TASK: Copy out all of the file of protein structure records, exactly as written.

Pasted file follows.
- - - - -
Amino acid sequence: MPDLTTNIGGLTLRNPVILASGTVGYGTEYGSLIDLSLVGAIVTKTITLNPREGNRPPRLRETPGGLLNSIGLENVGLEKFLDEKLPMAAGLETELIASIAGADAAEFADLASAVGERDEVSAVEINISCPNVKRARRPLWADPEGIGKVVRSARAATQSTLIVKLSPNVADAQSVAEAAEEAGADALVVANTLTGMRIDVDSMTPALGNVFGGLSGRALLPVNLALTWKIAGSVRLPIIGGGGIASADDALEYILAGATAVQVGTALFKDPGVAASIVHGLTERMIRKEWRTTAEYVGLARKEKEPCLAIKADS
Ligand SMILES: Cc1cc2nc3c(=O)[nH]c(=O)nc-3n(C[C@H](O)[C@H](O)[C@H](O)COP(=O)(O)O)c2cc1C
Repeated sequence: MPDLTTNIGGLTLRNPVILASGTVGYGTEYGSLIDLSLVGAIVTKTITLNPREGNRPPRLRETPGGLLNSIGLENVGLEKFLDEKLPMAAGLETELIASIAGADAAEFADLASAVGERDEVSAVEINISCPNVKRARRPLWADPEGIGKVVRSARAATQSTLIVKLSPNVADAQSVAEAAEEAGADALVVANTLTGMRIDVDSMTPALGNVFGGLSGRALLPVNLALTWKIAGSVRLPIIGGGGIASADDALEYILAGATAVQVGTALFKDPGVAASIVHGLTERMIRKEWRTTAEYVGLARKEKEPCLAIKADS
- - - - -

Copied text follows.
Amino acid sequence: MPDLTTNIGGLTLRNPVILASGTVGYGTEYGSLIDLSLVGAIVTKTITLNPREGNRPPRLRETPGGLLNSIGLENVGLEKFLDEKLPMAAGLETELIASIAGADAAEFADLASAVGERDEVSAVEINISCPNVKRARRPLWADPEGIGKVVRSARAATQSTLIVKLSPNVADAQSVAEAAEEAGADALVVANTLTGMRIDVDSMTPALGNVFGGLSGRALLPVNLALTWKIAGSVRLPIIGGGGIASADDALEYILAGATAVQVGTALFKDPGVAASIVHGLTERMIRKEWRTTAEYVGLARKEKEPCLAIKADS
Ligand SMILES: Cc1cc2nc3c(=O)[nH]c(=O)nc-3n(C[C@H](O)[C@H](O)[C@H](O)COP(=O)(O)O)c2cc1C
Repeated sequence: MPDLTTNIGGLTLRNPVILASGTVGYGTEYGSLIDLSLVGAIVTKTITLNPREGNRPPRLRETPGGLLNSIGLENVGLEKFLDEKLPMAAGLETELIASIAGADAAEFADLASAVGERDEVSAVEINISCPNVKRARRPLWADPEGIGKVVRSARAATQSTLIVKLSPNVADAQSVAEAAEEAGADALVVANTLTGMRIDVDSMTPALGNVFGGLSGRALLPVNLALTWKIAGSVRLPIIGGGGIASADDALEYILAGATAVQVGTALFKDPGVAASIVHGLTERMIRKEWRTTAEYVGLARKEKEPCLAIKADS